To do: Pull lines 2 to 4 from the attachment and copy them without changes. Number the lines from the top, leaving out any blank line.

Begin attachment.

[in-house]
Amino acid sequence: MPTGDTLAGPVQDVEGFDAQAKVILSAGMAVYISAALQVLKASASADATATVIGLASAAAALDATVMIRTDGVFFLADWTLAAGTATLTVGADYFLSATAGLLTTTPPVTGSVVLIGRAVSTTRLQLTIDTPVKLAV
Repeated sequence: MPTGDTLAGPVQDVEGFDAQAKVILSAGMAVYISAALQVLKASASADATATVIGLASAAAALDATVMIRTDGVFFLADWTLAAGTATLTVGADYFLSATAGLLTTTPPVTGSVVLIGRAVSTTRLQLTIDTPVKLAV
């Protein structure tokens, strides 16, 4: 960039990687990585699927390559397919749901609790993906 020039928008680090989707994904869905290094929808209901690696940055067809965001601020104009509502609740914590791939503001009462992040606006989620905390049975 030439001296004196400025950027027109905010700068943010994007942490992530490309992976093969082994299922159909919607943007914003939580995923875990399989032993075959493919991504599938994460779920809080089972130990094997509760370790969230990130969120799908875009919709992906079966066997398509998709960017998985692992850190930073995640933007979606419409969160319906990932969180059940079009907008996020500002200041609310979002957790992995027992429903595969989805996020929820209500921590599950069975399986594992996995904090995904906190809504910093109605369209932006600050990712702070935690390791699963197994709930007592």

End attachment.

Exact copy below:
Amino acid sequence: MPTGDTLAGPVQDVEGFDAQAKVILSAGMAVYISAALQVLKASASADATATVIGLASAAAALDATVMIRTDGVFFLADWTLAAGTATLTVGADYFLSATAGLLTTTPPVTGSVVLIGRAVSTTRLQLTIDTPVKLAV
Repeated sequence: MPTGDTLAGPVQDVEGFDAQAKVILSAGMAVYISAALQVLKASASADATATVIGLASAAAALDATVMIRTDGVFFLADWTLAAGTATLTVGADYFLSATAGLLTTTPPVTGSVVLIGRAVSTTRLQLTIDTPVKLAV
């Protein structure tokens, strides 16, 4: 960039990687990585699927390559397919749901609790993906 020039928008680090989707994904869905290094929808209901690696940055067809965001601020104009509502609740914590791939503001009462992040606006989620905390049975 030439001296004196400025950027027109905010700068943010994007942490992530490309992976093969082994299922159909919607943007914003939580995923875990399989032993075959493919991504599938994460779920809080089972130990094997509760370790969230990130969120799908875009919709992906079966066997398509998709960017998985692992850190930073995640933007979606419409969160319906990932969180059940079009907008996020500002200041609310979002957790992995027992429903595969989805996020929820209500921590599950069975399986594992996995904090995904906190809504910093109605369209932006600050990712702070935690390791699963197994709930007592």